Excerpt from "Rock Festivals, Inc" article
by Daniela Soave from Sky Magazine June 1994
Evan Dando is striding through a field on a balmy June evening, his blond hair slinting in the dappled sunlight, completely oblivious to the commotion going on behind him. Like rock's answer to Ryan Giggs, he has attracted his own particular following, for cantering along in his wake are a television crew, two radio reporters and a gaggle of journalists. It's a ridiculous sight.
When be becomes aware of the procession, Dando stops, spins around on his heels and faces his pursuers. Instantly the camera starts to roll and a mike is thrust under his nose. One after another, the VJs, DJs and PJs get their own "executive" audience with the chief Lemonhead, asking the same old questions.
We're at last year's Glastonbury festival, and here's the BBC World Service reporter quizzing Mr Beautifully Blown Away about the rumour that he was almost removed from a plane prior to take-off for allegedly harrassing an air hostess. Dando, as always, tells it straight: "I took a buncha downers before I got on and I was feeling kinda mellow. So I took a picture of her [yes, the lucky air hostess] with my Polaroid and then asked her what her mother's name was. I guess she took offence because she called the captain."
Standing behind the reporter (who looks mighty pleased with himself as his machine records Evan's revelations) is a man with long, ginger hair tied back in a ponytail. His eyes have widened in horror and he is shaking his head furiously, drawing a line repeatedly across his throat as he motions for Dando to shut the fuck up. Alex McLeod has good reason to look so grim. He is the famed tour manager from the Nirvana camp and his job is to prevent Evan from getting into scenarios precisely like the one unfolding in front of him.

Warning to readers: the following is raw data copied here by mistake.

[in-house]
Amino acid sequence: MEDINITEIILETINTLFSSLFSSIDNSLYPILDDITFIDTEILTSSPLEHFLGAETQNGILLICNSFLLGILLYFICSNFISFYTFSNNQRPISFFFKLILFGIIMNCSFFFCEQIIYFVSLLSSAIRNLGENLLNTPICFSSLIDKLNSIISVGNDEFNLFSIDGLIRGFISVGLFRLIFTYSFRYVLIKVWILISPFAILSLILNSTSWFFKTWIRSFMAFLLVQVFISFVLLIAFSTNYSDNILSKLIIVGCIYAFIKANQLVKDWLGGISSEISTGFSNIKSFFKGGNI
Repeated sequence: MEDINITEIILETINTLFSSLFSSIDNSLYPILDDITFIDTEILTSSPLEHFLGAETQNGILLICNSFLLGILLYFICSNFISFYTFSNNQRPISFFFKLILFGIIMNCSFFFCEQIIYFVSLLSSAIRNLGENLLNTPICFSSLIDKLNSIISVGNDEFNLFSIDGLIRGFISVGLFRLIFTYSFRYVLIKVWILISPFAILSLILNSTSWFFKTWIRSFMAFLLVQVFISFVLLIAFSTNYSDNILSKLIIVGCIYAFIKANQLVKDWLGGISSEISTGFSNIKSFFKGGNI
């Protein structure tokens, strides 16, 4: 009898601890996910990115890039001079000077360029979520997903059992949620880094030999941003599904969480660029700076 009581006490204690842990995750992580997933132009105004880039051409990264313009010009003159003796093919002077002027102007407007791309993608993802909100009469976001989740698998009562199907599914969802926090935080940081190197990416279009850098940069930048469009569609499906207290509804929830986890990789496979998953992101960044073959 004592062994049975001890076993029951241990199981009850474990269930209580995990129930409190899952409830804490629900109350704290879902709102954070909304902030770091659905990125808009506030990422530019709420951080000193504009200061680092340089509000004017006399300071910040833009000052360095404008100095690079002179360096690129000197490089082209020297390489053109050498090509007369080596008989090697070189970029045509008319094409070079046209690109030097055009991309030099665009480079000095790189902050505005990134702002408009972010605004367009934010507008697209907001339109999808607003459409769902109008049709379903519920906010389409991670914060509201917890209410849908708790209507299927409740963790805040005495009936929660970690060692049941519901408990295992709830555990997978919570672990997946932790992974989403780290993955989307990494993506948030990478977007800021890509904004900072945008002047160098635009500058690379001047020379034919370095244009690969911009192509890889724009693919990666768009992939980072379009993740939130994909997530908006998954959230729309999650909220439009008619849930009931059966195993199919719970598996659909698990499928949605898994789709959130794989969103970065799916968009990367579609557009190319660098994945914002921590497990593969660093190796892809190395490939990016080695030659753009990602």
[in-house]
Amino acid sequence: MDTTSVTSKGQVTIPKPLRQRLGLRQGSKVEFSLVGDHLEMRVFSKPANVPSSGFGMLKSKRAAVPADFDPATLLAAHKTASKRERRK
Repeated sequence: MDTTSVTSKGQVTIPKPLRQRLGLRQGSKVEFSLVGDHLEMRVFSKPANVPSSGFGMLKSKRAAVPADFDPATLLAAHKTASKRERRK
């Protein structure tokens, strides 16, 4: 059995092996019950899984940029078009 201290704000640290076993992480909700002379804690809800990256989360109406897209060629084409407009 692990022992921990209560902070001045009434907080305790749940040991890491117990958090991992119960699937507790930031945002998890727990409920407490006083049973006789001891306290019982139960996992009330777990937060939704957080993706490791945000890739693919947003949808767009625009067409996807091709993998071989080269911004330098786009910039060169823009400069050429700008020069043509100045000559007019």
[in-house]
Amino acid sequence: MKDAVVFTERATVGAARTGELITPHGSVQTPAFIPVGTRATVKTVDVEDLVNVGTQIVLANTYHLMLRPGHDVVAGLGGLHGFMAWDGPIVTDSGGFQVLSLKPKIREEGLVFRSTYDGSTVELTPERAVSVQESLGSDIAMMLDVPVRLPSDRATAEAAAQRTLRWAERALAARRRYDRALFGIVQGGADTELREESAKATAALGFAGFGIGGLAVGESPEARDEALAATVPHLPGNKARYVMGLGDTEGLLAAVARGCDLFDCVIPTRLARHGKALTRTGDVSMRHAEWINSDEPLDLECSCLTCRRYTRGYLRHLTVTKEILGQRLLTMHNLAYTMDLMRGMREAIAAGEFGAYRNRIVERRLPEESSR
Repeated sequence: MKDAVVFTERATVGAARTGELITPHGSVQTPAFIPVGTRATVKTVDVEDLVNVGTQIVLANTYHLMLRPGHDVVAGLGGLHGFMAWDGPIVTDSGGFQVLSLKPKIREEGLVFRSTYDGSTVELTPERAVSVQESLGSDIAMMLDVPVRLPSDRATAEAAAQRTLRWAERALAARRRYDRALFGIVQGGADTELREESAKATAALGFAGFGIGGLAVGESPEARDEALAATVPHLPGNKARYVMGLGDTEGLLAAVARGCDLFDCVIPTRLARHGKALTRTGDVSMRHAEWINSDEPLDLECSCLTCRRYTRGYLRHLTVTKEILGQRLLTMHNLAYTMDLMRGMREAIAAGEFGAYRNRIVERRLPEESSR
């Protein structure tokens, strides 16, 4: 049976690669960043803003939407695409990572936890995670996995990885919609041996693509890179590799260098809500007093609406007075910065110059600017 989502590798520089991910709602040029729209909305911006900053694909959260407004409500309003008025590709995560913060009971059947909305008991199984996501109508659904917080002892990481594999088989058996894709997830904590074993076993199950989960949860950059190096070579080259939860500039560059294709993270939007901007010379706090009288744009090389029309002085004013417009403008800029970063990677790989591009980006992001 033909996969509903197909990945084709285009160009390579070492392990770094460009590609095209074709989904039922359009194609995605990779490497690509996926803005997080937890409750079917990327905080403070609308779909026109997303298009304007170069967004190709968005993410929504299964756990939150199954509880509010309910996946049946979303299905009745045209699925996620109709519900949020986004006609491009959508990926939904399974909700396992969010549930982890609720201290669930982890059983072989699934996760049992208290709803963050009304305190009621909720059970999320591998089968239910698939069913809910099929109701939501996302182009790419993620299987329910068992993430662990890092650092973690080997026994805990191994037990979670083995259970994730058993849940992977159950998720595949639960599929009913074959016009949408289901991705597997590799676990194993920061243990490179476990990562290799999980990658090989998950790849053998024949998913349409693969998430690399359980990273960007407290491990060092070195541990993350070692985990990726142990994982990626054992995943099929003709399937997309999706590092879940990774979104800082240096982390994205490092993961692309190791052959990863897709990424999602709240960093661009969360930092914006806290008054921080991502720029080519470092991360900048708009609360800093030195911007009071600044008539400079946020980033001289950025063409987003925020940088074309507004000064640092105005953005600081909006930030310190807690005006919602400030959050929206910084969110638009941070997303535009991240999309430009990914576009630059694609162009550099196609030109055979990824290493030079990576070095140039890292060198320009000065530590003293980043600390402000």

Except that at rock festivals, where the backstage area is swarming with fellow musicians, assorted members of the media and corporate sponsors, it is impossible to keep a low profile. You can't cough without crashing into a television personality, camera crew in tow, eager to record your views. Or a marketing person from some mega-conglomerate, entreating you to have your photograph taken in front of his logo. Rock festivals are not just about music any more. Now the alternative summer season is also a huge marketing exercise.
Not that it seems to have discouraged potential festival impresario Evan Dando. "I've always wanted to organise my own hippy festival and I've even thought of a name," he burbled after coming off stage at Glastonbury. "Popscapade. What do you think of that, huh? I think it's cool."